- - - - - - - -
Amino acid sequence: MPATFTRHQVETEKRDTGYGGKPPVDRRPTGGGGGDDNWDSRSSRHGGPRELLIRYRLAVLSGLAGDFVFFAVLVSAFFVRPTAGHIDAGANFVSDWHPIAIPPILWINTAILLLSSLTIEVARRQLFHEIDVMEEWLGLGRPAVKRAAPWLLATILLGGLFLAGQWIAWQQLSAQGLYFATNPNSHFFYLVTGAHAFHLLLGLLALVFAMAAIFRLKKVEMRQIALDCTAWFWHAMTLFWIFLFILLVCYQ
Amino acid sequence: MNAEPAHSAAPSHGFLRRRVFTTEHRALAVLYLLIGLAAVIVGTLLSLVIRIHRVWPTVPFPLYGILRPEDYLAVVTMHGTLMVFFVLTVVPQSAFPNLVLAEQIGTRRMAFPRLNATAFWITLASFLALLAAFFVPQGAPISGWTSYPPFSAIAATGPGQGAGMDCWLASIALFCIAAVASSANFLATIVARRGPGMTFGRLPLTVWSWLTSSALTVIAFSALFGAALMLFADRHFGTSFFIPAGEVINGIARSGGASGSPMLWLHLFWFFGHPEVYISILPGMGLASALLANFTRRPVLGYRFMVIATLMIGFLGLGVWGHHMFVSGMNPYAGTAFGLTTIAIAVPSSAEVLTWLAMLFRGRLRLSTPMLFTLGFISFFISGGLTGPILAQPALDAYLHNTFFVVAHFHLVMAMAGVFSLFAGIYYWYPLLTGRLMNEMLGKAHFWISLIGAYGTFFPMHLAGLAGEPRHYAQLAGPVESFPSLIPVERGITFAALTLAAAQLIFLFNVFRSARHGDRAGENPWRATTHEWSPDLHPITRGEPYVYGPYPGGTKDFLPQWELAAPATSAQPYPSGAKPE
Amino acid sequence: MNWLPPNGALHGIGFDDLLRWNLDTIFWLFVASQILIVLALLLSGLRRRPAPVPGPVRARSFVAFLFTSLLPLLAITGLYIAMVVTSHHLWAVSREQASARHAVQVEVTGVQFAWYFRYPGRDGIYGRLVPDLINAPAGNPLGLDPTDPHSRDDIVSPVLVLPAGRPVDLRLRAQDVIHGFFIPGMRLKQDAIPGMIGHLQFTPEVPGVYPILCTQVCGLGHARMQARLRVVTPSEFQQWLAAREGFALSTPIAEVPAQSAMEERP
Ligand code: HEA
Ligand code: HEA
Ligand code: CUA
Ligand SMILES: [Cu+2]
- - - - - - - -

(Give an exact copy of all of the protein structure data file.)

Amino acid sequence: MPATFTRHQVETEKRDTGYGGKPPVDRRPTGGGGGDDNWDSRSSRHGGPRELLIRYRLAVLSGLAGDFVFFAVLVSAFFVRPTAGHIDAGANFVSDWHPIAIPPILWINTAILLLSSLTIEVARRQLFHEIDVMEEWLGLGRPAVKRAAPWLLATILLGGLFLAGQWIAWQQLSAQGLYFATNPNSHFFYLVTGAHAFHLLLGLLALVFAMAAIFRLKKVEMRQIALDCTAWFWHAMTLFWIFLFILLVCYQ
Amino acid sequence: MNAEPAHSAAPSHGFLRRRVFTTEHRALAVLYLLIGLAAVIVGTLLSLVIRIHRVWPTVPFPLYGILRPEDYLAVVTMHGTLMVFFVLTVVPQSAFPNLVLAEQIGTRRMAFPRLNATAFWITLASFLALLAAFFVPQGAPISGWTSYPPFSAIAATGPGQGAGMDCWLASIALFCIAAVASSANFLATIVARRGPGMTFGRLPLTVWSWLTSSALTVIAFSALFGAALMLFADRHFGTSFFIPAGEVINGIARSGGASGSPMLWLHLFWFFGHPEVYISILPGMGLASALLANFTRRPVLGYRFMVIATLMIGFLGLGVWGHHMFVSGMNPYAGTAFGLTTIAIAVPSSAEVLTWLAMLFRGRLRLSTPMLFTLGFISFFISGGLTGPILAQPALDAYLHNTFFVVAHFHLVMAMAGVFSLFAGIYYWYPLLTGRLMNEMLGKAHFWISLIGAYGTFFPMHLAGLAGEPRHYAQLAGPVESFPSLIPVERGITFAALTLAAAQLIFLFNVFRSARHGDRAGENPWRATTHEWSPDLHPITRGEPYVYGPYPGGTKDFLPQWELAAPATSAQPYPSGAKPE
Amino acid sequence: MNWLPPNGALHGIGFDDLLRWNLDTIFWLFVASQILIVLALLLSGLRRRPAPVPGPVRARSFVAFLFTSLLPLLAITGLYIAMVVTSHHLWAVSREQASARHAVQVEVTGVQFAWYFRYPGRDGIYGRLVPDLINAPAGNPLGLDPTDPHSRDDIVSPVLVLPAGRPVDLRLRAQDVIHGFFIPGMRLKQDAIPGMIGHLQFTPEVPGVYPILCTQVCGLGHARMQARLRVVTPSEFQQWLAAREGFALSTPIAEVPAQSAMEERP
Ligand code: HEA
Ligand code: HEA
Ligand code: CUA
Ligand SMILES: [Cu+2]